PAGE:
Show us the receipts! Does Entergy's and the Council Advisors' claim of $96 million hold up in the light of day?
February 19, 2019, New Orleans, LA -- Earlier today, Susan Miller, counsel for the Alliance for Affordable Energy, as well as organizations and residents opposed to Entergy's gas plant, sent a letter to the New Orleans City Council in response to Council concerns. Groups are calling for the Council to initiate a public prudence review concerning Entergy's request for $96 million from New Orleans residents and businesses.
Entergy cannot simply wave a fist full of invoices at the City Council and be found to be entitled to ratepayer reimbursement for the expenditures!
The letter (attached) cites a New Orleans case in 1991, when the New Orleans City Council -- Joseph I. Giarrusso (At-Large), Dorothy Mae Taylor (At-Large), Peggy Wilson (A), Jame Singleton (B), Jacquelyn B. Clarkson (C) , Lambert Boissiere (D) and Johnny Jackson, Jr. (E) -- fought and won ratepayer protections.
"New Orleans: In the early 1990s, the New Orleans City Council found that approximately $476 million of costs related to construction of a nuclear power plant had been imprudently incurred, because the utility failed in its oversight and management of its participation in the project construction. The Council specifically found that the utility had done virtually nothing to minimize its risks. However, the Council decided not to permit $135 million of the total costs to be passed onto ratepayers. On appeal, the court found that none of the imprudently incurred costs could be passed through to ratepayers, but had to be borne by utility shareholders."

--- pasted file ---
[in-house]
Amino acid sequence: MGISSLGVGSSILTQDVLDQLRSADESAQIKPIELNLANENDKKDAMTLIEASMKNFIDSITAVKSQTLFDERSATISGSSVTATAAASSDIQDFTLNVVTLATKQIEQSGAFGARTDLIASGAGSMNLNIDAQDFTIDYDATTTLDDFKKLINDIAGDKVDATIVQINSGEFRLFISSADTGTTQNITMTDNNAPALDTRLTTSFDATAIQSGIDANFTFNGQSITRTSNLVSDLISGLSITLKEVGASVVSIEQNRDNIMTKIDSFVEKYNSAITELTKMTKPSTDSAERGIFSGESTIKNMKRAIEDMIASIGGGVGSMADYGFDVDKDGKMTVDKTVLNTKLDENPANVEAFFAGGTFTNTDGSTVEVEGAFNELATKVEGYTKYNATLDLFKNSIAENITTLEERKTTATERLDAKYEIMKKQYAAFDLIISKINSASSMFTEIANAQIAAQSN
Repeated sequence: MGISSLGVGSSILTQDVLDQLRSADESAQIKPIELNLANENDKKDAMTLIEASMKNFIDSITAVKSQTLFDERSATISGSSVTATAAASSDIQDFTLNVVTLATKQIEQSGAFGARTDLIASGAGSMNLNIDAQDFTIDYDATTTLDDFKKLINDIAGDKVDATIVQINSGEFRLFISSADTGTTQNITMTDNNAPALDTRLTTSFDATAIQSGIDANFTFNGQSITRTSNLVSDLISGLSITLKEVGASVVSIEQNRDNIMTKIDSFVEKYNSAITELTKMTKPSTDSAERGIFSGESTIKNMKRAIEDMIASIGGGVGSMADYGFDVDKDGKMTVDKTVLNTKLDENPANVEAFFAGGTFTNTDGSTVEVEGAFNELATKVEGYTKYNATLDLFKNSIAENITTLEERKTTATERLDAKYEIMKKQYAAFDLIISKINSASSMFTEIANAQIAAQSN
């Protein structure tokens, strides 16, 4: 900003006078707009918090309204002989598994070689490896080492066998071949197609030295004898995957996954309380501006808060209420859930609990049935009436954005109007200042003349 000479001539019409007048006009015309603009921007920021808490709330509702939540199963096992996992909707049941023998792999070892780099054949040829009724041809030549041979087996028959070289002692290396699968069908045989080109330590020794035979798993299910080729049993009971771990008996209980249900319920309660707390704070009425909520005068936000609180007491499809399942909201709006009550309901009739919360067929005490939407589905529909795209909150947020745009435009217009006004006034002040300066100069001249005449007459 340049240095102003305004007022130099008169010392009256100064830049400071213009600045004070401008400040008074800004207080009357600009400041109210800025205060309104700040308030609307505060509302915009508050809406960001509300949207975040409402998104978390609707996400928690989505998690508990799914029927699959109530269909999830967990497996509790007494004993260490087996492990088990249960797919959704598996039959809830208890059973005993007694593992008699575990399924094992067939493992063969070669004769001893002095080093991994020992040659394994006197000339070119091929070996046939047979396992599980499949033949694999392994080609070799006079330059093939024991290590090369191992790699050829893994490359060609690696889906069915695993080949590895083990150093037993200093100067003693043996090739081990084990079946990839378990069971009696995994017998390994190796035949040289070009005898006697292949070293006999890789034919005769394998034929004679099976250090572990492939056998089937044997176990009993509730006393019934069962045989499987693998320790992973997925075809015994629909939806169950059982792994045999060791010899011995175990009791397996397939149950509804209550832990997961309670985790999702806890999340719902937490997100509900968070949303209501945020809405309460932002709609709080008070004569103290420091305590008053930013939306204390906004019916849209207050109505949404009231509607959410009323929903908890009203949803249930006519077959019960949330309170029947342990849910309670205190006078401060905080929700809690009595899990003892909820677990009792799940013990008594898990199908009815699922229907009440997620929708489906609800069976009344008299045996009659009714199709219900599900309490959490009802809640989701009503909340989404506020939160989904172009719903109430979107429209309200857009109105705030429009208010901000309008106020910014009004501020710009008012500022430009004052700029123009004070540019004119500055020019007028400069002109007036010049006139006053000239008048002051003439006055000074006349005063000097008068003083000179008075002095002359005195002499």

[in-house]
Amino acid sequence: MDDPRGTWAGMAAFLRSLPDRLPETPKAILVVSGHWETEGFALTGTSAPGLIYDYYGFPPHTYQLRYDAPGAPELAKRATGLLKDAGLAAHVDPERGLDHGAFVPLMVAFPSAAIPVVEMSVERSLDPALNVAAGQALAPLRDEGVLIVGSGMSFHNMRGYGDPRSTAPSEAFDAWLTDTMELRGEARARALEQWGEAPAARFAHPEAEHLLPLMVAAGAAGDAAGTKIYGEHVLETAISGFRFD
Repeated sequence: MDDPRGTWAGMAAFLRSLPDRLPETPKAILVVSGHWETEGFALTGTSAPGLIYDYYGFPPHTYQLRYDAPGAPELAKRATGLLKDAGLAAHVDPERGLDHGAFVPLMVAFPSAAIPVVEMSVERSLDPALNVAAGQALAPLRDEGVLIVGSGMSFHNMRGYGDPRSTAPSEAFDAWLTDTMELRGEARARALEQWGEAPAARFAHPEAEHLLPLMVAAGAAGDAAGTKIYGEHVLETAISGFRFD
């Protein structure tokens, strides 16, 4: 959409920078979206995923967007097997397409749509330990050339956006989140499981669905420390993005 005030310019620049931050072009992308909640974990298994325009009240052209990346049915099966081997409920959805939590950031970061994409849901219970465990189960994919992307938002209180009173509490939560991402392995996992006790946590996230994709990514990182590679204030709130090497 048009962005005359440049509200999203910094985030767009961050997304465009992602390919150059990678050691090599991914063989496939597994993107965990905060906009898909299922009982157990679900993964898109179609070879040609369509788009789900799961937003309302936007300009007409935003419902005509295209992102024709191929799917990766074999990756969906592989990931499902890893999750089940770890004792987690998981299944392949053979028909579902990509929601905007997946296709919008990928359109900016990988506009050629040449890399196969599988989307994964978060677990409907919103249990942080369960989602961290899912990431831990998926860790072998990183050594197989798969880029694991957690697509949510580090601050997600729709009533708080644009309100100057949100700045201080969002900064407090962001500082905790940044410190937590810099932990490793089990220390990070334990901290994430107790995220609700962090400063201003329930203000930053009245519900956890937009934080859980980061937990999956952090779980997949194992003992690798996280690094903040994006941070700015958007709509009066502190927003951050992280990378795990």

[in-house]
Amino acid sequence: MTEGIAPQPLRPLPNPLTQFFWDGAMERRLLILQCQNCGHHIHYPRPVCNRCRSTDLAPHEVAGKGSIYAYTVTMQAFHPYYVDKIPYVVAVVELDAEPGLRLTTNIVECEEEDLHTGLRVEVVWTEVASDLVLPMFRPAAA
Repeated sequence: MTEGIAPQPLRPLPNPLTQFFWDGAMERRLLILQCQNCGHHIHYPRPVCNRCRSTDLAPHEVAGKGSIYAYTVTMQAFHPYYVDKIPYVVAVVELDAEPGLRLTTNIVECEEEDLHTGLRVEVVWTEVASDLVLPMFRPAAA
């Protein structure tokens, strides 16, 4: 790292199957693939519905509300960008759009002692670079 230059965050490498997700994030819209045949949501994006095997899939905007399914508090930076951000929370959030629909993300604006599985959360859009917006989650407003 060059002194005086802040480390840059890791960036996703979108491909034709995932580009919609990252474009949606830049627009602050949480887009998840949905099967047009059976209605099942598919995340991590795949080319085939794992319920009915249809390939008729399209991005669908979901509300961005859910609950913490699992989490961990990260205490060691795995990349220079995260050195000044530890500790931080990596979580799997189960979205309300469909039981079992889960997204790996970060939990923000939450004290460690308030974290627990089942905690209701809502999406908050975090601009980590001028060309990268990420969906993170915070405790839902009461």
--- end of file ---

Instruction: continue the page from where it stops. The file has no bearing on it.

*** Find the full pdf letter to City Council below or click here***
During the recent UCTT Committee meeting on February 14, 2018, it became clear that there is significant confusion regarding the City Council’s authority to deny Entergy the cost
recovery of funds expended for the construction of the gas plant should the Council ultimately
chose to cancel that plant. Entergy cannot simply wave a fist full of invoices at the City Council
and be found to be entitled to ratepayer reimbursement for the expenditures.1 Apparently,
Entergy claims it has spent $96 million on the gas plant and that ratepayers must pay these costs regardless of whether the gas plant is constructed.